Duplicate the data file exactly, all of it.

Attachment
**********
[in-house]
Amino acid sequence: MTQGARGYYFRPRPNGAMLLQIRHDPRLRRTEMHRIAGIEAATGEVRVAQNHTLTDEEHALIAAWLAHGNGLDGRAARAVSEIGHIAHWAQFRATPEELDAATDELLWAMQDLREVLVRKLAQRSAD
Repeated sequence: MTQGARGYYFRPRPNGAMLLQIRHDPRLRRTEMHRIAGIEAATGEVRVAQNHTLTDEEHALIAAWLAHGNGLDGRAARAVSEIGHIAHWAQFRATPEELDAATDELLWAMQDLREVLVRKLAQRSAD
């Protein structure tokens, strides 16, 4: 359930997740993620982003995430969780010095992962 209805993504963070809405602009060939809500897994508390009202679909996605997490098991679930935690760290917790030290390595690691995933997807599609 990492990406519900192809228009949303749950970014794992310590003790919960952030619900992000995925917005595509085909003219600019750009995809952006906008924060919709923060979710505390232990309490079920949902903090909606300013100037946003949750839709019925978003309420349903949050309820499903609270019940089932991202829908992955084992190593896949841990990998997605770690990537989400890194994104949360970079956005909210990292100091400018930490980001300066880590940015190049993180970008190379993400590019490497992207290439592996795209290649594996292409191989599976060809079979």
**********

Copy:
[in-house]
Amino acid sequence: MTQGARGYYFRPRPNGAMLLQIRHDPRLRRTEMHRIAGIEAATGEVRVAQNHTLTDEEHALIAAWLAHGNGLDGRAARAVSEIGHIAHWAQFRATPEELDAATDELLWAMQDLREVLVRKLAQRSAD
Repeated sequence: MTQGARGYYFRPRPNGAMLLQIRHDPRLRRTEMHRIAGIEAATGEVRVAQNHTLTDEEHALIAAWLAHGNGLDGRAARAVSEIGHIAHWAQFRATPEELDAATDELLWAMQDLREVLVRKLAQRSAD
């Protein structure tokens, strides 16, 4: 359930997740993620982003995430969780010095992962 209805993504963070809405602009060939809500897994508390009202679909996605997490098991679930935690760290917790030290390595690691995933997807599609 990492990406519900192809228009949303749950970014794992310590003790919960952030619900992000995925917005595509085909003219600019750009995809952006906008924060919709923060979710505390232990309490079920949902903090909606300013100037946003949750839709019925978003309420349903949050309820499903609270019940089932991202829908992955084992190593896949841990990998997605770690990537989400890194994104949360970079956005909210990292100091400018930490980001300066880590940015190049993180970008190379993400590019490497992207290439592996795209290649594996292409191989599976060809079979």